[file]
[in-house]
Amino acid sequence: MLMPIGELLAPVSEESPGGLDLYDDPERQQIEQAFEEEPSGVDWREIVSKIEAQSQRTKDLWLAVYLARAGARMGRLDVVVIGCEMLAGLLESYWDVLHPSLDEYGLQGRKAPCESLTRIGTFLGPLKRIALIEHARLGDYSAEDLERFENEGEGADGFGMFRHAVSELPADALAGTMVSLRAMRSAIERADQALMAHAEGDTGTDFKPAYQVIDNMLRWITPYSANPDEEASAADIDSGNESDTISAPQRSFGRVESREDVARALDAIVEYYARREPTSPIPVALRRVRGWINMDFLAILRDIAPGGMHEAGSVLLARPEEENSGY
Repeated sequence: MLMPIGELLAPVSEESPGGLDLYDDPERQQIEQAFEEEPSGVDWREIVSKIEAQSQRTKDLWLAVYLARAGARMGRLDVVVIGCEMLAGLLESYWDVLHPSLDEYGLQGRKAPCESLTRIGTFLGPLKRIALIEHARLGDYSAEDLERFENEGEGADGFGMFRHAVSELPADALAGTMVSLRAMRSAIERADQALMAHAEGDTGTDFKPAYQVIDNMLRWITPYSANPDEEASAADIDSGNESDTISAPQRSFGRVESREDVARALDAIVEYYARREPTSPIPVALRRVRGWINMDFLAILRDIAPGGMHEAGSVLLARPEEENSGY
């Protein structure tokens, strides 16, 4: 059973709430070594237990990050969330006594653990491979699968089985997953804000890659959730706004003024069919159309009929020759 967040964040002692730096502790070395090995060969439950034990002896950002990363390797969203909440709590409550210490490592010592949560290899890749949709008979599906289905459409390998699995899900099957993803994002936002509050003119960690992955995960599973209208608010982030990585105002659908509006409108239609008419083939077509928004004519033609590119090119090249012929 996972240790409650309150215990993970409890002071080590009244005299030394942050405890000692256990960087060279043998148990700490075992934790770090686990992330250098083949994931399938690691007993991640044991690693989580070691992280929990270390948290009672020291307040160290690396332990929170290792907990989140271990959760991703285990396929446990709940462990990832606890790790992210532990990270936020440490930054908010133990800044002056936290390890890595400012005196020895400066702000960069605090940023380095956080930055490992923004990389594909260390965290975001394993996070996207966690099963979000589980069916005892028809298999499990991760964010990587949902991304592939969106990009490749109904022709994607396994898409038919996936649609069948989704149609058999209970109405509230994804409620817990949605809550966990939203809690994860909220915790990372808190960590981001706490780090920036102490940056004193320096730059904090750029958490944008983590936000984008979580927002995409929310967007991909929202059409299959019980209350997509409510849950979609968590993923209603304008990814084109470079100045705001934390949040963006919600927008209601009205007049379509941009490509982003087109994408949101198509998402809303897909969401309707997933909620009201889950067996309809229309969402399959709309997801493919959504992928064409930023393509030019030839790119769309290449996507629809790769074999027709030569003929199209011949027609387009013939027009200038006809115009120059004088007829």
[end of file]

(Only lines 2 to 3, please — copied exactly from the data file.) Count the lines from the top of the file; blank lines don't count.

Amino acid sequence: MLMPIGELLAPVSEESPGGLDLYDDPERQQIEQAFEEEPSGVDWREIVSKIEAQSQRTKDLWLAVYLARAGARMGRLDVVVIGCEMLAGLLESYWDVLHPSLDEYGLQGRKAPCESLTRIGTFLGPLKRIALIEHARLGDYSAEDLERFENEGEGADGFGMFRHAVSELPADALAGTMVSLRAMRSAIERADQALMAHAEGDTGTDFKPAYQVIDNMLRWITPYSANPDEEASAADIDSGNESDTISAPQRSFGRVESREDVARALDAIVEYYARREPTSPIPVALRRVRGWINMDFLAILRDIAPGGMHEAGSVLLARPEEENSGY
Repeated sequence: MLMPIGELLAPVSEESPGGLDLYDDPERQQIEQAFEEEPSGVDWREIVSKIEAQSQRTKDLWLAVYLARAGARMGRLDVVVIGCEMLAGLLESYWDVLHPSLDEYGLQGRKAPCESLTRIGTFLGPLKRIALIEHARLGDYSAEDLERFENEGEGADGFGMFRHAVSELPADALAGTMVSLRAMRSAIERADQALMAHAEGDTGTDFKPAYQVIDNMLRWITPYSANPDEEASAADIDSGNESDTISAPQRSFGRVESREDVARALDAIVEYYARREPTSPIPVALRRVRGWINMDFLAILRDIAPGGMHEAGSVLLARPEEENSGY